By Joyce Karam
Sunday, 3 December 2017
CIA chief and national security adviser say Tehran is stepping up campaign for influence in the region
Senior members of the Trump administration upped the ante against Iran over the weekend, revealing a warning sent to Revolutionary Guard commander Qassem Soleimani and promising a regional strategy to roll back Tehran’s proxies across the Middle East.
CIA director Mike Pompeo and national security adviser HR McMaster spoke at length about Iranian expansion in “weak states” in the Middle East at the 2017 Reagan National Defence Forum in California on Saturday.
Mr Pompeo, who leads the list of contenders to possibly replace Rex Tillerson as secretary of state, confirmed that he sent a letter recently to Maj Gen Qassem Soleimani, head of the Iranian Revolutionary Guard's foreign operations arm.
"I sent a note. I sent it because he had indicated that forces under his control might in fact threaten US interests in Iraq," the CIA chief said.
"He refused to open the letter. It didn't break my heart to be honest with you. What we were communicating to him in that letter was that we will hold he and Iran accountable for any attacks on American interests in Iraq by forces that are under their control. We wanted to make sure he and the leadership in Iran understood that in a way that was crystal clear."
Referring to the changing dynamic in Iraq after the Kurdish independence referendum and the Revolutionary Guard's most recent presence in Kirkuk, he said: “You need to only look to the past few weeks and the efforts of the Iranians to exert influence in northern Iraq, in addition to other places in Iraq, to see that Iranian efforts to be the hegemonic power throughout the Middle East continues to increase.”
Last week the semi-official Iranian news agency Fars quoted Mohammad Golpayegani, a senior Iranian official, as saying that a CIA representative sent a letter to Gen Soleimani when he was in the Syrian town of Albu Kamal last month, supervising the battle against ISIL.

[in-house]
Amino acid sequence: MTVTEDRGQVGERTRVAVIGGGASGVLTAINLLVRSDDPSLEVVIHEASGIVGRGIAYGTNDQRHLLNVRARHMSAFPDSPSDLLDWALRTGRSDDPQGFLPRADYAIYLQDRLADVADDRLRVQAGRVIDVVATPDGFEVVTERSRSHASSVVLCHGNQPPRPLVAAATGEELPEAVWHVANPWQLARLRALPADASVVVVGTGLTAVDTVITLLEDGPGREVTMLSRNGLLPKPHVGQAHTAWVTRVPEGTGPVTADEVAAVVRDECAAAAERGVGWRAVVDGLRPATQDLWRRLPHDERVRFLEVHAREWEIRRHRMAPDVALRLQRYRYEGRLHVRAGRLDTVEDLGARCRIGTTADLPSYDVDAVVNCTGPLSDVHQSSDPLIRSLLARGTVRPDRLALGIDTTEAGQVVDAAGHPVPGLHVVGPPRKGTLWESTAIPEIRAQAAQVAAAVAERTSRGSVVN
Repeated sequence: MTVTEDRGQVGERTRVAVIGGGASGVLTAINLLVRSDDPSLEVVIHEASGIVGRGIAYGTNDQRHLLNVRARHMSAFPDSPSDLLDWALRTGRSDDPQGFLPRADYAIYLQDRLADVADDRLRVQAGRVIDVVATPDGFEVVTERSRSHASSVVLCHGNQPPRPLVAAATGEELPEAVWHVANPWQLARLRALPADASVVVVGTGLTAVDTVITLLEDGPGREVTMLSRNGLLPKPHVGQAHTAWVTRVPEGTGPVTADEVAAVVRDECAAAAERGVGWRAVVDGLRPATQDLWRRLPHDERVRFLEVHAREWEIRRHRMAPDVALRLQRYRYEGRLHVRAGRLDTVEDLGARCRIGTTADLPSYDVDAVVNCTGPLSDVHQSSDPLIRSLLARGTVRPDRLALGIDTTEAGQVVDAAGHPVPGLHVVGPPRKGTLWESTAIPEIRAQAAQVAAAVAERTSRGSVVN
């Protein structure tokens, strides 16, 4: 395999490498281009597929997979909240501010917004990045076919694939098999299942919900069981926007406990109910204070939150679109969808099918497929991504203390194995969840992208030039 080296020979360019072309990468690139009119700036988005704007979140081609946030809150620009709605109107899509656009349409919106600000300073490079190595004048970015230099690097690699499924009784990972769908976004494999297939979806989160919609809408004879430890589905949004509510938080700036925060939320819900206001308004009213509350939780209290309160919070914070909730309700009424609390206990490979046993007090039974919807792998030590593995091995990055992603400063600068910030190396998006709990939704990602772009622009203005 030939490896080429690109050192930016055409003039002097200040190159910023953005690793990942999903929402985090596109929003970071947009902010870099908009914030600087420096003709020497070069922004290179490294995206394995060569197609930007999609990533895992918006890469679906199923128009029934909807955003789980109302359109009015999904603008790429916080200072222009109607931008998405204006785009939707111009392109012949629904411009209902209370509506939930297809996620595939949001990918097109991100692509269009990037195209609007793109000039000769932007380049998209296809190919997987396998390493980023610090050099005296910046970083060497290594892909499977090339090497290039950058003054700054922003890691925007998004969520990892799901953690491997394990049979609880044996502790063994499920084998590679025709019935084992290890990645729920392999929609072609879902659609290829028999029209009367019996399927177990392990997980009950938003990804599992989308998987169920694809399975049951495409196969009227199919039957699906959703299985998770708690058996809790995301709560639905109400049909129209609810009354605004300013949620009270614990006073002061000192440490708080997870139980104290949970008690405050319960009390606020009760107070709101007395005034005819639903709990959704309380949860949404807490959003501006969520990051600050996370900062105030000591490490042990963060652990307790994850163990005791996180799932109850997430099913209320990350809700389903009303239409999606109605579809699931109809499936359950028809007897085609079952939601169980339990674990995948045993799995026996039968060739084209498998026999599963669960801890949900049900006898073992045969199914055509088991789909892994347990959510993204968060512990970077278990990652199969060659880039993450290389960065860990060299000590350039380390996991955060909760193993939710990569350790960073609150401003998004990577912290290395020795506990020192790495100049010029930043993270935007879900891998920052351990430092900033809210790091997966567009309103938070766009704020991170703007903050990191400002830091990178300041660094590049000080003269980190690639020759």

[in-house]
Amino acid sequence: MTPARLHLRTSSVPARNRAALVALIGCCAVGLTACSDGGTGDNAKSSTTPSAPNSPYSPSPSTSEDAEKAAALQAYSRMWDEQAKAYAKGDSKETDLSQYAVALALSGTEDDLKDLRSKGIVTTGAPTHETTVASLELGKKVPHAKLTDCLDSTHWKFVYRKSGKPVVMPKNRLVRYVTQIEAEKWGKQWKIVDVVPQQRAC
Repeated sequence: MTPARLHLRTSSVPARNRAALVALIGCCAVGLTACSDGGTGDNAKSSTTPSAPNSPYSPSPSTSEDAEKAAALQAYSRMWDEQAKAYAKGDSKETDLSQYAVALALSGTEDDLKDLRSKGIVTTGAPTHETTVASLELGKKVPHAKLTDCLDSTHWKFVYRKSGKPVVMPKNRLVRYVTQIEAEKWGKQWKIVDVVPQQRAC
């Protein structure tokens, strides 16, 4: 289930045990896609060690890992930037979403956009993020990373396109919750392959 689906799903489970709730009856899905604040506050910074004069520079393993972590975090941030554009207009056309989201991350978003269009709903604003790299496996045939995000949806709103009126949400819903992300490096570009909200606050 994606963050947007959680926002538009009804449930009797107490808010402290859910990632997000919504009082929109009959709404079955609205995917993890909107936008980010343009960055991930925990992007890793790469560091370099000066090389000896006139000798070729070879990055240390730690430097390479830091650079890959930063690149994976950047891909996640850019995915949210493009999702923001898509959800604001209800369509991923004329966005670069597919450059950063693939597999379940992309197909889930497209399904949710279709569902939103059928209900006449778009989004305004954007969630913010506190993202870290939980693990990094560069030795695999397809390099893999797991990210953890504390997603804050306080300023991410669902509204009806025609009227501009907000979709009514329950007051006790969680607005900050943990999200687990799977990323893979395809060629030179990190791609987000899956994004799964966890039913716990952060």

“I will not take your letter nor read it and I have nothing to say to these people,” Mr Golpayegani quoted Maj Gen Soleimani as saying.
Mr McMaster also struck a hawkish tone on Iran at the forum, which was being held two months after Mr Trump announced his strategy of decertifying the Iran nuclear deal and countering Tehran regionally.
“What the Iranians have done across the Middle East is fuel and accelerate cycles of violence so that they can take advantage of chaos and weak states to make them dependent on Iran for support,” the national security adviser said.
He assigned blame to the Obama administration without mentioning it by name. “In recent years, what we can say in retrospect, it was unrealistically hopeful [US] strategy that, given the nuclear deal - that this president called worst deal ever - that this deal will result in an Iran that would integrate effectively in region. The exact opposite happened,” Mr McMaster said.
“The fact that we were trying to accommodate Iran has empowered Iran across the globe, and when president says he inherited a mess that is in greater Middle East, we have to address growing Iranian capability, and their use of militias, proxies and terrorist organisation.”
Mr McMaster accused Iran of seeking “hegemonic aims" in the region.
He said Tehran was "using a campaign of subversion in Iraq" and providing support for president Bashar Al Assad of Syria, where "about 80 per cent of Assad fighters are Iranian proxies in Syria to establish a land bridge over into the Mediterranean”.
The threat in particular is the “prospect of Iran having a proxy army on the borders of Israel. What we see is weaponisation of Iran's network in Yemen and in southern Lebanon,” he said.
Arabic media outlets reported over the weekend that Israel struck an “Iranian base” in Syria on Saturday. Neither Iran nor Israel confirmed such attack.
"What we have in place now is a comprehensive strategy for Iran, and denying Iran all access to a nuclear weapons is one part of that strategy," Mr McMaster said. "Countering behaviour is another critical part of the strategy."
Jonathan Schanzer, vice president of research at the Foundation for Defense of Democracies, told The National that “the intent [to counter Iran] is there” but “the implementation is now the key”.
“Can this administration rally the relevant government agencies to engineer a broad pushback on Iran’s regional aggression? We’ll find out in the months ahead, particularly as ISIL melts away and Tehran seeks to fill the void in Iraq and Syria.”